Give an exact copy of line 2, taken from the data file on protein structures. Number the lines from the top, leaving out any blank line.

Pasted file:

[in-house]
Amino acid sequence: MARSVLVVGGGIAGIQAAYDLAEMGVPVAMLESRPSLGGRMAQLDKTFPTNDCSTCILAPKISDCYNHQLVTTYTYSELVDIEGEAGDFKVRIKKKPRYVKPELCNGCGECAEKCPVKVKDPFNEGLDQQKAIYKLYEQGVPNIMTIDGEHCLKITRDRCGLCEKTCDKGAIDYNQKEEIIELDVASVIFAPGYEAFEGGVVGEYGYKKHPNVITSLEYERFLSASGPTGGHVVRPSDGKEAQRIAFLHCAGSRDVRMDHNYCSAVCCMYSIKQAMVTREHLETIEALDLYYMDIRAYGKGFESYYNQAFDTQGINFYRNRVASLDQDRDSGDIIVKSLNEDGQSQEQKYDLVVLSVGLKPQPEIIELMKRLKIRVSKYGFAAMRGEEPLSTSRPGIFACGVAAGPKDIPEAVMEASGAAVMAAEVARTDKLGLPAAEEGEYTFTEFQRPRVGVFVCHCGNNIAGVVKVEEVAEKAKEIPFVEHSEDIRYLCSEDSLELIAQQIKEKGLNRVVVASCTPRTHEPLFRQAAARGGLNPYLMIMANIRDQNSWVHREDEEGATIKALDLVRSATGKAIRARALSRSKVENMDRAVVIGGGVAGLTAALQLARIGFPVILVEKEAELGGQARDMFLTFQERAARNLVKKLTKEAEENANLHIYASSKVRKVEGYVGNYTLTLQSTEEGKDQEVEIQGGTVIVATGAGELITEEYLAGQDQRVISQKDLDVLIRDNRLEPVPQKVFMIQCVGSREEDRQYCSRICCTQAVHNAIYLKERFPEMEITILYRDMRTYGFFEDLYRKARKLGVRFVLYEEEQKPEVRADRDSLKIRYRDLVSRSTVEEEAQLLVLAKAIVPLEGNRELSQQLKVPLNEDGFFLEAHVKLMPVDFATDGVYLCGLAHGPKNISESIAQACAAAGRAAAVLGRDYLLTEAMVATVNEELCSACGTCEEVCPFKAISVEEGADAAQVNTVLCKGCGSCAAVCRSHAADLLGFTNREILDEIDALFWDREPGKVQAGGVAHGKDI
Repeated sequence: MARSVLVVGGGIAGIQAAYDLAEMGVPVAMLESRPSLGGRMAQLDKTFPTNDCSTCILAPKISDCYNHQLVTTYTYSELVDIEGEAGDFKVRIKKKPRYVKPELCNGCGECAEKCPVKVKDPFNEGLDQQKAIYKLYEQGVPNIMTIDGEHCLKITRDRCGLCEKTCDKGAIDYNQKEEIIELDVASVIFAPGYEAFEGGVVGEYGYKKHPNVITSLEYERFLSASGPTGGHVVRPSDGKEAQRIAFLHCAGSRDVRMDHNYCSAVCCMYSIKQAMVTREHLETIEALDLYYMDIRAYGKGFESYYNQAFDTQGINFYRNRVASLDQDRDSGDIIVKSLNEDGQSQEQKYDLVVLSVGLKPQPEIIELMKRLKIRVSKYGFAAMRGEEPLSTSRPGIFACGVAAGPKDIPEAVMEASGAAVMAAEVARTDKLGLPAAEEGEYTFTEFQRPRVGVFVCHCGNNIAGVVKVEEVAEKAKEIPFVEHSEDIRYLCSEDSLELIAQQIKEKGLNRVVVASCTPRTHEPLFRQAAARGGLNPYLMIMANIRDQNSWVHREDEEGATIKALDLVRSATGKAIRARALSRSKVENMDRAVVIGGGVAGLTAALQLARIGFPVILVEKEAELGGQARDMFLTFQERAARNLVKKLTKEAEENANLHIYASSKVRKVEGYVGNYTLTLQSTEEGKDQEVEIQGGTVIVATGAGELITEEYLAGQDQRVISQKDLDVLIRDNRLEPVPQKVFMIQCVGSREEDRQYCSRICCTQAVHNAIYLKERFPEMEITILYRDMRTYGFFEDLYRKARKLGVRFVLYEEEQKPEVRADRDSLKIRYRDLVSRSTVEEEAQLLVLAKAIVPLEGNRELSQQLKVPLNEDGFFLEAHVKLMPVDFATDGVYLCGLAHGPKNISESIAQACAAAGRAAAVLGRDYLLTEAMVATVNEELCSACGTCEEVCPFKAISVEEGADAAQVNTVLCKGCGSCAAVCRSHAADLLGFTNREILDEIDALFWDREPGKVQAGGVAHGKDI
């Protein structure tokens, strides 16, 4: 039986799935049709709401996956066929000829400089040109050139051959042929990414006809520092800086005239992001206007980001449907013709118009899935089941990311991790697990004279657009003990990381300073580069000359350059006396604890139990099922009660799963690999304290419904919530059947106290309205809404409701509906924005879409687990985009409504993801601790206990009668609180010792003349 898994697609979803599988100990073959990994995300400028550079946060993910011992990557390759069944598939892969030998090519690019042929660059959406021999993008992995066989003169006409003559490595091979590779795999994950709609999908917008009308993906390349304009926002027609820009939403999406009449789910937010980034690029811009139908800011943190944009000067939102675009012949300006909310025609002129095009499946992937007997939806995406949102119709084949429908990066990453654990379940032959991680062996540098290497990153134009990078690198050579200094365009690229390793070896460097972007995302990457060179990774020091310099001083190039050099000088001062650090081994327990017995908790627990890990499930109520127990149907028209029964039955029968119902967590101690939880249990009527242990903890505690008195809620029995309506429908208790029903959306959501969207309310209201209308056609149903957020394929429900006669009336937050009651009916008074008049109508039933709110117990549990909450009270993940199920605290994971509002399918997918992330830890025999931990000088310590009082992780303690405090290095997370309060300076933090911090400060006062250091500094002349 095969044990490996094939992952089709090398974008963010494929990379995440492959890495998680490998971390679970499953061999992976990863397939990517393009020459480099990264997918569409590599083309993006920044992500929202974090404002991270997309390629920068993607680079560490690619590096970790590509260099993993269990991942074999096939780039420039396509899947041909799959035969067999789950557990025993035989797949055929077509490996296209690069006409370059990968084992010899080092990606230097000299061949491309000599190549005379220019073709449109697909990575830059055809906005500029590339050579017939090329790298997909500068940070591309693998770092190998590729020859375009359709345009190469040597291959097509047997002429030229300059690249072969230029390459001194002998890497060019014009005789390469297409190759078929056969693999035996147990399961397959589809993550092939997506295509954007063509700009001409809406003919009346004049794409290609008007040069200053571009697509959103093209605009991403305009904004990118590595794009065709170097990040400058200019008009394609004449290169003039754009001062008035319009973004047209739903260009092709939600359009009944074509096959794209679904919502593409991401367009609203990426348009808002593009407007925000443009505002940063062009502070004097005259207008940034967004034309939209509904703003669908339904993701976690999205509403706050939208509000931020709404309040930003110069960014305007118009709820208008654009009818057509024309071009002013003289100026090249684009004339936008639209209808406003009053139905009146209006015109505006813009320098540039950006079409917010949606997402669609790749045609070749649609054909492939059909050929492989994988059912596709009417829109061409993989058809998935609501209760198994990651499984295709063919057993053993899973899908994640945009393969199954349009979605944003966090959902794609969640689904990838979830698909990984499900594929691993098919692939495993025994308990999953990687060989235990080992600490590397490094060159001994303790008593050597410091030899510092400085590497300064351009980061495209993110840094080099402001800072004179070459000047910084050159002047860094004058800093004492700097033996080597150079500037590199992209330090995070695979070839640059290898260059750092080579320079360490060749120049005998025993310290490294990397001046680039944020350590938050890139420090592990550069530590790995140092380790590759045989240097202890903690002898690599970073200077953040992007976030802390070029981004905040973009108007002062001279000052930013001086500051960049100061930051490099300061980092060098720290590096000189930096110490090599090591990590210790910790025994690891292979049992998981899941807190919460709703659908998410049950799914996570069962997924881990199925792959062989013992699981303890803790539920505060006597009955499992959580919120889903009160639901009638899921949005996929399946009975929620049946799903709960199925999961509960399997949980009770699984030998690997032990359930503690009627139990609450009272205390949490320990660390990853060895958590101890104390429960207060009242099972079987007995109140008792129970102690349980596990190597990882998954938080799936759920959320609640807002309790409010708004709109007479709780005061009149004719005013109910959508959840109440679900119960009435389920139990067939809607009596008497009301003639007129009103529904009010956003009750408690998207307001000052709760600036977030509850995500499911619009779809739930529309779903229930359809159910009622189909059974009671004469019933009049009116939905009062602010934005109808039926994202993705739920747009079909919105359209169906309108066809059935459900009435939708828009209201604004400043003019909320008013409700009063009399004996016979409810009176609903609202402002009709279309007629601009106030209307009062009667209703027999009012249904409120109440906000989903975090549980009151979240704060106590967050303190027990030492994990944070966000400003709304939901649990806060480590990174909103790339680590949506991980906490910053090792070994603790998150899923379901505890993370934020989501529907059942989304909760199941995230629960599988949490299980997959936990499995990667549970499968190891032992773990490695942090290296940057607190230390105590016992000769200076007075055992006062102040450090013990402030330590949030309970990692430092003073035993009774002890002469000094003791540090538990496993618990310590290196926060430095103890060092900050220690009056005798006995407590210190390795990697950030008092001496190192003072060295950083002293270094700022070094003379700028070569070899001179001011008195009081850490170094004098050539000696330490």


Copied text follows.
Amino acid sequence: MARSVLVVGGGIAGIQAAYDLAEMGVPVAMLESRPSLGGRMAQLDKTFPTNDCSTCILAPKISDCYNHQLVTTYTYSELVDIEGEAGDFKVRIKKKPRYVKPELCNGCGECAEKCPVKVKDPFNEGLDQQKAIYKLYEQGVPNIMTIDGEHCLKITRDRCGLCEKTCDKGAIDYNQKEEIIELDVASVIFAPGYEAFEGGVVGEYGYKKHPNVITSLEYERFLSASGPTGGHVVRPSDGKEAQRIAFLHCAGSRDVRMDHNYCSAVCCMYSIKQAMVTREHLETIEALDLYYMDIRAYGKGFESYYNQAFDTQGINFYRNRVASLDQDRDSGDIIVKSLNEDGQSQEQKYDLVVLSVGLKPQPEIIELMKRLKIRVSKYGFAAMRGEEPLSTSRPGIFACGVAAGPKDIPEAVMEASGAAVMAAEVARTDKLGLPAAEEGEYTFTEFQRPRVGVFVCHCGNNIAGVVKVEEVAEKAKEIPFVEHSEDIRYLCSEDSLELIAQQIKEKGLNRVVVASCTPRTHEPLFRQAAARGGLNPYLMIMANIRDQNSWVHREDEEGATIKALDLVRSATGKAIRARALSRSKVENMDRAVVIGGGVAGLTAALQLARIGFPVILVEKEAELGGQARDMFLTFQERAARNLVKKLTKEAEENANLHIYASSKVRKVEGYVGNYTLTLQSTEEGKDQEVEIQGGTVIVATGAGELITEEYLAGQDQRVISQKDLDVLIRDNRLEPVPQKVFMIQCVGSREEDRQYCSRICCTQAVHNAIYLKERFPEMEITILYRDMRTYGFFEDLYRKARKLGVRFVLYEEEQKPEVRADRDSLKIRYRDLVSRSTVEEEAQLLVLAKAIVPLEGNRELSQQLKVPLNEDGFFLEAHVKLMPVDFATDGVYLCGLAHGPKNISESIAQACAAAGRAAAVLGRDYLLTEAMVATVNEELCSACGTCEEVCPFKAISVEEGADAAQVNTVLCKGCGSCAAVCRSHAADLLGFTNREILDEIDALFWDREPGKVQAGGVAHGKDI